Renewable energy - how greywash drowns the green
9th June, 2008
With fuel bills rising and back in the news, bizarrely it’s green energy in the firing line.
With fuel bills rising and back in the news, bizarrely it’s green energy in the firing line. The Independent’s Dominic Lawson rails against ‘the staggering cost of renewable energy’ and quotes Paul Golby, boss of German energy giant E.ON, warning, ‘politicians have not been entirely honest about the cost of our renewables commitment, and so the public don’t really know what’s coming their way.’ Renewables will be the scapegoat when it’s the rocketing price of oil and gas driving up fuel bills. The irony is that if Britain developed a robust renewables industry, the whole country could be insulated from further spikes.
After Labour’s May Day meltdown, the Prime Minister wants us to rest assured he’s dealing with the hike in fuel prices. But how? With prices expected to increase in answer to the rising demand for fossil fuels from Asian economies, the best way to keep bills low will be a switch to green, decentralised energy. Aberdeen provides proof. On the Stockitt Hill housing estate they built a Combined-Heat-and-Power (CHP) plant and cut fuel bills by 30 per cent. In Southampton, communities can hook up to a local decentralised grid, with fuel bills 10 per cent less expensive than the next cheapest alternative and 11,000 tonnes of CO² saved per year. In Birmingham’s Broad Street, CHP saves 10,000 tonnes of CO² a year, cutting bills by five per cent.
Germany is nationalising the shift under its ‘feed-in-tariff’ system – guaranteeing premium prices for renewable energy providers. For around £1 per month on the average household’s bill, it now generates more electricity from renewables than the entire UK nuclear fleet.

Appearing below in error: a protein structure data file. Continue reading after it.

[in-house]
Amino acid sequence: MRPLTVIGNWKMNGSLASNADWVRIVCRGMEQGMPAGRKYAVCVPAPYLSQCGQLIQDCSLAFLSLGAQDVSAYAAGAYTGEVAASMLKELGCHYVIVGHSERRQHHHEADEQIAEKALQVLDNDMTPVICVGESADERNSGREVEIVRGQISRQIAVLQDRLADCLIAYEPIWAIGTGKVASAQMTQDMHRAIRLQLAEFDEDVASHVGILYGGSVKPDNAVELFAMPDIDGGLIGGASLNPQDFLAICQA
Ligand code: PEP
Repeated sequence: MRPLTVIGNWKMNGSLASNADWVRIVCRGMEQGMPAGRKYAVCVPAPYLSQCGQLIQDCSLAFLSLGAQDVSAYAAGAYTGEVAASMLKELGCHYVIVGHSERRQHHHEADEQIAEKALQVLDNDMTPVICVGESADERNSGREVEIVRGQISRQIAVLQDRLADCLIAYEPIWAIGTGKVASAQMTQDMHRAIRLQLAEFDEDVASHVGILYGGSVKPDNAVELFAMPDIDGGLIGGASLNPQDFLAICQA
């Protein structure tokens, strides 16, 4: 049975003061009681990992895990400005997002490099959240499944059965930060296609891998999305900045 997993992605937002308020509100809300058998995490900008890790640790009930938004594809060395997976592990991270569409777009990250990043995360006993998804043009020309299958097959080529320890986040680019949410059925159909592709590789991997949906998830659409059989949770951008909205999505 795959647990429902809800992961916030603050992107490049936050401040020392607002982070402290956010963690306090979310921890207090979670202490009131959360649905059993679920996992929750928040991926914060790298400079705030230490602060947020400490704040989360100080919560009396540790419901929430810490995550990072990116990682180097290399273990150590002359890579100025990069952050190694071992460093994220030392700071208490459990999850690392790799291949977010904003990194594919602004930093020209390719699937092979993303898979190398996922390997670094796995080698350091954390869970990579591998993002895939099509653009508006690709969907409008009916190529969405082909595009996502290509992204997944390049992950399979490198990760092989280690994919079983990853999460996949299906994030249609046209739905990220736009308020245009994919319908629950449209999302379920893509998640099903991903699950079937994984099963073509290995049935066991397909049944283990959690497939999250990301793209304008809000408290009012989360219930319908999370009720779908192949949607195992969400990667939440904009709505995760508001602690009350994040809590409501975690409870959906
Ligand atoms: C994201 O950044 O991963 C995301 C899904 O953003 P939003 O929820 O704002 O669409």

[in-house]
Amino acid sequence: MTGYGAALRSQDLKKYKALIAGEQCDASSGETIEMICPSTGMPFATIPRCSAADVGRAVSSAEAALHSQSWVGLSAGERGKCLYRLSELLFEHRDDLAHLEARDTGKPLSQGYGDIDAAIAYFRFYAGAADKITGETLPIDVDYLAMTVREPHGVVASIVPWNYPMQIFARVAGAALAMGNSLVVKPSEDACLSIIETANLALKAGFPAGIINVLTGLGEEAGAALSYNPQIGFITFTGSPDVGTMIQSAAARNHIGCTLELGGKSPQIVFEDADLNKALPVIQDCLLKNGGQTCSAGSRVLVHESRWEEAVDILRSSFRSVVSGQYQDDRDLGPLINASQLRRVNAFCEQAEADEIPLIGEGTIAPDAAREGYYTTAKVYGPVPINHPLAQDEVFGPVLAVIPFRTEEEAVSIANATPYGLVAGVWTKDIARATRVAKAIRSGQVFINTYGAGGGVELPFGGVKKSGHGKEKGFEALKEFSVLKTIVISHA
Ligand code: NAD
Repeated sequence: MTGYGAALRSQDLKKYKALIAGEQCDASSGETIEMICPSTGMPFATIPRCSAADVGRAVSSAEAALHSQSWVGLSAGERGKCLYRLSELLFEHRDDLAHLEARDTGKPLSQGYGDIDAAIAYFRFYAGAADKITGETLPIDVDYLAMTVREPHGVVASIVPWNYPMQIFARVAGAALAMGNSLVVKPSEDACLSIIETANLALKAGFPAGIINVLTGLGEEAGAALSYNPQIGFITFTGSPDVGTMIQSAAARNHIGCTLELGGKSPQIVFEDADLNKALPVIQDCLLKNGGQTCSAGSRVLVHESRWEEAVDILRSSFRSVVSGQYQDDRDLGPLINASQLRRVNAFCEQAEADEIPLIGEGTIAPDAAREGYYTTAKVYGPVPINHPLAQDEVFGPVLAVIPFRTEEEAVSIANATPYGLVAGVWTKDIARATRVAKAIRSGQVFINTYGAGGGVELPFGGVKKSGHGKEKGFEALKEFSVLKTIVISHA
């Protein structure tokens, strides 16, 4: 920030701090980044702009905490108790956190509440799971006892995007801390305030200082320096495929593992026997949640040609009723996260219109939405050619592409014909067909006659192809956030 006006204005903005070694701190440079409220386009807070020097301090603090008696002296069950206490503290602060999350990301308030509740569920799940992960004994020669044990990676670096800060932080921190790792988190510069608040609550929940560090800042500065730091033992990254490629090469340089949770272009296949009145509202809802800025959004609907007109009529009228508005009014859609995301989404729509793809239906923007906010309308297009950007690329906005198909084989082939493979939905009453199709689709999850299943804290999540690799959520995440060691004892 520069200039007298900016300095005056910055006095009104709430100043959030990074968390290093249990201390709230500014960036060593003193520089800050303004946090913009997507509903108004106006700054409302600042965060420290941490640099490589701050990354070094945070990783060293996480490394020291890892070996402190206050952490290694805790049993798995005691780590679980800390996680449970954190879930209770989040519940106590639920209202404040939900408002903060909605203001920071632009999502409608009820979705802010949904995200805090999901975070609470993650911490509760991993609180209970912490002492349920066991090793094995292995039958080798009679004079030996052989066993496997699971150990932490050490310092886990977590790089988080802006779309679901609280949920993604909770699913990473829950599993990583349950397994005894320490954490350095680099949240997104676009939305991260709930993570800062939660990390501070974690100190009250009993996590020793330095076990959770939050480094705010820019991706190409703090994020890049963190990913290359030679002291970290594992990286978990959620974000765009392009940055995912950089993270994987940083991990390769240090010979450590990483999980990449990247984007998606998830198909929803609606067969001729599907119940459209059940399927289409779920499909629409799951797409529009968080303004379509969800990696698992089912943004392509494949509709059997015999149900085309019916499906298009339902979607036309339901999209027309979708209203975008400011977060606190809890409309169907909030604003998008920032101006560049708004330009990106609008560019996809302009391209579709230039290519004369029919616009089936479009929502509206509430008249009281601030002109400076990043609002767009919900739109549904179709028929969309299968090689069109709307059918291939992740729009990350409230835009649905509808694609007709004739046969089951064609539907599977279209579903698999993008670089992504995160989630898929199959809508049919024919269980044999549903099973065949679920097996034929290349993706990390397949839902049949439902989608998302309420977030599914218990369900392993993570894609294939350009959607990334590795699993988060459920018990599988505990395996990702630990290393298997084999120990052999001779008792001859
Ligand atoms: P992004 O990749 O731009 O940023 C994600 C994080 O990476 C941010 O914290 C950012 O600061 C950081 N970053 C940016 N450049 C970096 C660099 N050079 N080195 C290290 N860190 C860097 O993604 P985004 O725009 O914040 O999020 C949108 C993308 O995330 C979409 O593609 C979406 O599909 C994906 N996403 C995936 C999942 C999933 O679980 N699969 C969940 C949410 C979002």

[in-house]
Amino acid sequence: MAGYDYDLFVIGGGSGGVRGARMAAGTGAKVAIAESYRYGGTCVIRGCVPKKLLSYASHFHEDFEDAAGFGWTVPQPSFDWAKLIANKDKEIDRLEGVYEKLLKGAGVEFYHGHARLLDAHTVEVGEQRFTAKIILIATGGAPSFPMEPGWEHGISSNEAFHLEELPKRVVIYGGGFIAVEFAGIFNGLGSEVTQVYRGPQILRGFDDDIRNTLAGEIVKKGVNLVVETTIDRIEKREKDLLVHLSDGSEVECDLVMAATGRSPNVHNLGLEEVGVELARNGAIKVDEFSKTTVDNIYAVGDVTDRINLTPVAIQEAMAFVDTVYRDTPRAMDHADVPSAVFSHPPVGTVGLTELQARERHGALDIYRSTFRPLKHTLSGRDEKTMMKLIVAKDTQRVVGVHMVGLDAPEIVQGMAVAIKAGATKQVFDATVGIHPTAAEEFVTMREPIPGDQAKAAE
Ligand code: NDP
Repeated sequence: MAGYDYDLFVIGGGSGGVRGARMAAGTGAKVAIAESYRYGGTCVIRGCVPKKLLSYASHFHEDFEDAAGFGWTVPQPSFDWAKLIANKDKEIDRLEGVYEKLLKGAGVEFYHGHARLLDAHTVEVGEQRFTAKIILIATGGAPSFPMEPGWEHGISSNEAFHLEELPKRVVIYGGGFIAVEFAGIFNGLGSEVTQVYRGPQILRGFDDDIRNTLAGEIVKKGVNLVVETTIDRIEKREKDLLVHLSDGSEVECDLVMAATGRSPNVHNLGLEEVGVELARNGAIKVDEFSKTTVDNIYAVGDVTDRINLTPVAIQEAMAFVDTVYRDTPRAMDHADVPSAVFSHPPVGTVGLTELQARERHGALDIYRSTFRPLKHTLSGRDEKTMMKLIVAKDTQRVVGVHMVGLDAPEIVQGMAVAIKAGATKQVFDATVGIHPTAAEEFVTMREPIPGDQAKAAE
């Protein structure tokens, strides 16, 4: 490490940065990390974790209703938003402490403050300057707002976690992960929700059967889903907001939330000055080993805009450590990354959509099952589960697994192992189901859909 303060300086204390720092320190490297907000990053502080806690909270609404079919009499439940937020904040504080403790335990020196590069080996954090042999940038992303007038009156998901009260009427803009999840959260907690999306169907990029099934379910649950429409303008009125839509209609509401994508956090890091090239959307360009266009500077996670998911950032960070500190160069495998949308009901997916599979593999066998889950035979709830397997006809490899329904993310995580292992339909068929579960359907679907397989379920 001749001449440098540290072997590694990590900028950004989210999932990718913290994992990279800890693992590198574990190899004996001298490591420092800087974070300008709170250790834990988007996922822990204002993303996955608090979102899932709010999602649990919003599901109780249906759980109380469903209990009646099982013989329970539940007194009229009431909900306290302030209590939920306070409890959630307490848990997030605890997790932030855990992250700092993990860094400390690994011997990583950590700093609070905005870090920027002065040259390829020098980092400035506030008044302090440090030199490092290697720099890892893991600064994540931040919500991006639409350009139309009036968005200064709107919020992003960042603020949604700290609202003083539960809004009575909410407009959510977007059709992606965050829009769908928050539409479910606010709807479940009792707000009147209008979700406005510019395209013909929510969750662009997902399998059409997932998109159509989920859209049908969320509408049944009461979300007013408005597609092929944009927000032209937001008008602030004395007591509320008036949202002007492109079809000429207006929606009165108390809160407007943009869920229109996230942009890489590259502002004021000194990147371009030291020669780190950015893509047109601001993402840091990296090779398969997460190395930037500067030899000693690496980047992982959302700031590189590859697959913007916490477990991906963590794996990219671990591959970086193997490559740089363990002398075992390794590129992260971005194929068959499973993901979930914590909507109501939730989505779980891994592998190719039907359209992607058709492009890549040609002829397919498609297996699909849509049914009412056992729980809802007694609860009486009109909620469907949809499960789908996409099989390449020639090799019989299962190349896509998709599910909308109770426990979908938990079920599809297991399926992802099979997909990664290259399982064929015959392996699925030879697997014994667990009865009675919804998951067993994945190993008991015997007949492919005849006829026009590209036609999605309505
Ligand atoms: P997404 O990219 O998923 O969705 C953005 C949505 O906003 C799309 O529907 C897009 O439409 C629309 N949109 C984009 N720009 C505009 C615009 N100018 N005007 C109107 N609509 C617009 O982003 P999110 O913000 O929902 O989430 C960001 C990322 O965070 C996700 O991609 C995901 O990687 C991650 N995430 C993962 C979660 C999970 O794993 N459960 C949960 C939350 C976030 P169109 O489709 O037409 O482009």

Germany generates 200 times more solar than us and 10 times more wind. While Labour last year fitted 270 households with solar panels, Germany fitted 130,000. Transferred to the UK context, Germany’s renewables would provide 18 per cent of our electricity and seven per cent of our heat.
The good news is that, in theory at least, we’re about to catch up. Britain signed up to a vital European deal committing us to generating 40 per cent of our electricity from renewables by 2020. Conveniently, a whole portion of our power-generation infrastructure is up for renewal soon, as existing power stations near the end of their lifespan. Everything is set for a clean-energy revolution. So why isn’t it happening?
This historic opportunity is being sabotaged by grey-suited civil servants at the Department for Business who worry that renewables will ‘squeeze out’ nuclear. Rather than trying to meet these targets, the rogue department is trying to redefine nuclear and ‘carbon-capture’ coal as ‘renewable’. Knowing neither can be built before 2020, the ministry’s officials are trying to water down the targets so power plants would only have to be in the pipeline – not actually functioning – to count. Worse, in the spirit of market fundamentalism, we lobby Brussels to allow us to pay developing countries to do it for us. Business minister John Hutton’s energy vision: a half-built CCS coal plant in China contributing towards UK renewables targets.
As President Bartlet would say: ‘There are two types of politicians; the ones who try to say “yes” and the ones who try to say “no”.’
Joss Garman is an environmental campaigner and journalist
This article first appeared in the Ecologist June 2008
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